In Linfox v Stutsel, for example, the Fair Work Commission found “comments made directly to managers and other employees and given wide circulation in the workplace will be treated more seriously than if such comments are shared privately by a few workmates in a social setting.

“In ordinary discourse there is much discussion about what happens in our work lives and the people involved.

“Having a policy without informing or training employees can be rendered useless”

“In this regard, we are mindful of the need not to impose unrealistic standards of behaviour and discourse about such matters or to ignore the realities of workplaces.”

McDonald said both cases highlight red flags within the employer to address such issues.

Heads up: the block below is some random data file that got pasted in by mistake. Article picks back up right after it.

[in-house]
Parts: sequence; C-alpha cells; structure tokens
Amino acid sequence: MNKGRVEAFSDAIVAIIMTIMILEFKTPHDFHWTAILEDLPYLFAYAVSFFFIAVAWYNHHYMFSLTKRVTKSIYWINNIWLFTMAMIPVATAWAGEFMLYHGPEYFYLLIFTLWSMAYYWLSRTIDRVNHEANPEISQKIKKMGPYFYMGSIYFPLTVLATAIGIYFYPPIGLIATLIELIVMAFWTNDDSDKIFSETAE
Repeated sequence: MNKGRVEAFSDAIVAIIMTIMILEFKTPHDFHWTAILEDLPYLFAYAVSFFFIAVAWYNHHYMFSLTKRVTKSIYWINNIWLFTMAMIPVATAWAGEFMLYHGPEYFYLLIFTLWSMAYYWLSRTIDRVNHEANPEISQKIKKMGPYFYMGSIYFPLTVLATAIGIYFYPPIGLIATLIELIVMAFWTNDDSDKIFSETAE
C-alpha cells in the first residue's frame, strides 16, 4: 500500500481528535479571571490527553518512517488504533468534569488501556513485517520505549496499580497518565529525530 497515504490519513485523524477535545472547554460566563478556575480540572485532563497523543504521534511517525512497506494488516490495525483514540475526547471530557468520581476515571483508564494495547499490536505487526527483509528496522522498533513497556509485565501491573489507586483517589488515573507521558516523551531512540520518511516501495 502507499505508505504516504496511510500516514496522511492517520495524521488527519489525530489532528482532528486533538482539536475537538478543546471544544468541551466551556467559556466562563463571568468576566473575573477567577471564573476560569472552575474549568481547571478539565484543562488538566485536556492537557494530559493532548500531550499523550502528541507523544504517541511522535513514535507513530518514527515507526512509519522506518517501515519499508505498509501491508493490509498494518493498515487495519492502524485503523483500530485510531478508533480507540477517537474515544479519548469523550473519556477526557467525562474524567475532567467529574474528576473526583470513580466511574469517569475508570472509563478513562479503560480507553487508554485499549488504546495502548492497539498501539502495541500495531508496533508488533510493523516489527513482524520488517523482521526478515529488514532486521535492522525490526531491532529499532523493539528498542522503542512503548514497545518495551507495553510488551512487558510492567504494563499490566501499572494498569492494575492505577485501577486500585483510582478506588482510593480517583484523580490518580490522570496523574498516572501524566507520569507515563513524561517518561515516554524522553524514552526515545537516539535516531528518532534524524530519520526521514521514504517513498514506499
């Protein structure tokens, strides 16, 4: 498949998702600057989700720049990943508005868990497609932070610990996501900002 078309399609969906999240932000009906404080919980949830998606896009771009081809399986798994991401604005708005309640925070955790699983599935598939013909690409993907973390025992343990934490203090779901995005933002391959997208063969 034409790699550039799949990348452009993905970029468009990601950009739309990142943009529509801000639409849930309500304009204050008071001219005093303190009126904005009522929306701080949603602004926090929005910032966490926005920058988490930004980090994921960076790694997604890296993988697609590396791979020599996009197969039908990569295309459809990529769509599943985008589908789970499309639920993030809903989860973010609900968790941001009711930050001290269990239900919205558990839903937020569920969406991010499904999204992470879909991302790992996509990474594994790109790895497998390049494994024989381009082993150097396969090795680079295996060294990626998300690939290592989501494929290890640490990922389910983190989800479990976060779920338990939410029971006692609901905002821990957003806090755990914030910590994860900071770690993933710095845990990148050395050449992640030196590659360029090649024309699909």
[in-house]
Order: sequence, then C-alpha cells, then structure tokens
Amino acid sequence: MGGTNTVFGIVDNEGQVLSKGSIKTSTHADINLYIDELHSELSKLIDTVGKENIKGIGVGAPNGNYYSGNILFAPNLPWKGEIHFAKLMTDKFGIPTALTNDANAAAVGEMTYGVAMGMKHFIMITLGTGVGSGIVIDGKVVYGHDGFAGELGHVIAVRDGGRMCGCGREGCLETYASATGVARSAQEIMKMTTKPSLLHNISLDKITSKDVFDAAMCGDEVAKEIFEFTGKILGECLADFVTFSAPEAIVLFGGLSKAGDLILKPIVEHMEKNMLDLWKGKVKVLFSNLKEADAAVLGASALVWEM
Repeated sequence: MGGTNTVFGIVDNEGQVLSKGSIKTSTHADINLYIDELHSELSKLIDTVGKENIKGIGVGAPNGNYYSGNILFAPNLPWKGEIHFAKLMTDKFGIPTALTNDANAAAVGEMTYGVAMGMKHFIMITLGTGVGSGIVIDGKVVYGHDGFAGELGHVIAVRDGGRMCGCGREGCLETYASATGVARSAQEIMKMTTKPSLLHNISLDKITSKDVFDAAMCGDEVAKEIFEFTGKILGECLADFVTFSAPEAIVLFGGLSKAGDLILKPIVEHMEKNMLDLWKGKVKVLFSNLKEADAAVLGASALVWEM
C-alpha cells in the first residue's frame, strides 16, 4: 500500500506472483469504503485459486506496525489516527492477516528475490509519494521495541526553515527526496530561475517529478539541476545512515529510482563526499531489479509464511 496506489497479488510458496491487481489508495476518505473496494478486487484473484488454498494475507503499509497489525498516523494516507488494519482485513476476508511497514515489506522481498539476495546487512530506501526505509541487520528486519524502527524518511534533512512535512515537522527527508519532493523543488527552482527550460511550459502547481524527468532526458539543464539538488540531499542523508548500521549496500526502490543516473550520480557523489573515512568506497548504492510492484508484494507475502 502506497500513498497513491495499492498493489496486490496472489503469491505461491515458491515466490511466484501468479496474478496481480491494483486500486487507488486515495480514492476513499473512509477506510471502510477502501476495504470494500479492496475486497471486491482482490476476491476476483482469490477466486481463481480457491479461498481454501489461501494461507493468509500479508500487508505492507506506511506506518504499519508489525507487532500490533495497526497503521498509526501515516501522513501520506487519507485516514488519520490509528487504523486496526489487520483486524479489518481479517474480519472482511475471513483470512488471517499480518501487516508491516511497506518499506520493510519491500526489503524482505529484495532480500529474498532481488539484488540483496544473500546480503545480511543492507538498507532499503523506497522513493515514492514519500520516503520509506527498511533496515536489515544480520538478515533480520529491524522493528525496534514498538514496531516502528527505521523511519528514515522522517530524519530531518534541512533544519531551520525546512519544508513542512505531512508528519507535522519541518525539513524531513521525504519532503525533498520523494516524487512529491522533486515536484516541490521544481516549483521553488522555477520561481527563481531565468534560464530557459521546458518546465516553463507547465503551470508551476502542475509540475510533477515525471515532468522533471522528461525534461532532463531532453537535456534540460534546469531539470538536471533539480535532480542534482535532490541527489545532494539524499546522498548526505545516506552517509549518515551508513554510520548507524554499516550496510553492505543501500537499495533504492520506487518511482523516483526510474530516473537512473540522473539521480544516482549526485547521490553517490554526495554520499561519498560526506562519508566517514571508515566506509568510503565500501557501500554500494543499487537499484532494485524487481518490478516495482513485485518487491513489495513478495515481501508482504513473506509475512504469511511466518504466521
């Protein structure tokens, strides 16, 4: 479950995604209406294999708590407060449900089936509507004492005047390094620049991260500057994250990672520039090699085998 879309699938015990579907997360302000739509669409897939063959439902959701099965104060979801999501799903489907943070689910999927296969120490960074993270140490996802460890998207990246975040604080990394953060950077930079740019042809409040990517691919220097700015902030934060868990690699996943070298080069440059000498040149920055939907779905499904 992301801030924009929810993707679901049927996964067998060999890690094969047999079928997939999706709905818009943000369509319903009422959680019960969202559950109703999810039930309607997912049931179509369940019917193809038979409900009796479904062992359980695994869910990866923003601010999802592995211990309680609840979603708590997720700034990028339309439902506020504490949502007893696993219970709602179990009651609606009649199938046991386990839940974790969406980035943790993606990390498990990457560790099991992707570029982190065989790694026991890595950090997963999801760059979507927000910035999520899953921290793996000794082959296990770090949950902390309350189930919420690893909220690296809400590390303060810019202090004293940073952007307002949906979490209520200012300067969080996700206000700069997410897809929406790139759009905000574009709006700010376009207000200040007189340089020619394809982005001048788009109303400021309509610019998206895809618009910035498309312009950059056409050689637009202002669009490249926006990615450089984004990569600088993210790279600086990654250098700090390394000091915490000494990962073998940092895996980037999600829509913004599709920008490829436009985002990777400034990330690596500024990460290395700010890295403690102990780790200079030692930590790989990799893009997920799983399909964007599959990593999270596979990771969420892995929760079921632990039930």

In Clint Remmert v Broken Hill Operations Pty Ltd T/A Rasp Mine, the employer had a social media policy.

“However, having a policy without informing or training employees can be rendered useless,” said McDonald.

“Linfox v Stutsel shows that outlining what is and is not offensive communication can create a better understanding of policy surrounding social media in the workplace.

“Moving forward, yet in reflection of prior Fair Work rulings, HR executives need to address points of exposure for mitigation and act accordingly to minimise risk.

“Employers need to be proactive with their workplace procedures to protect both the reputation of their company but also their employees.”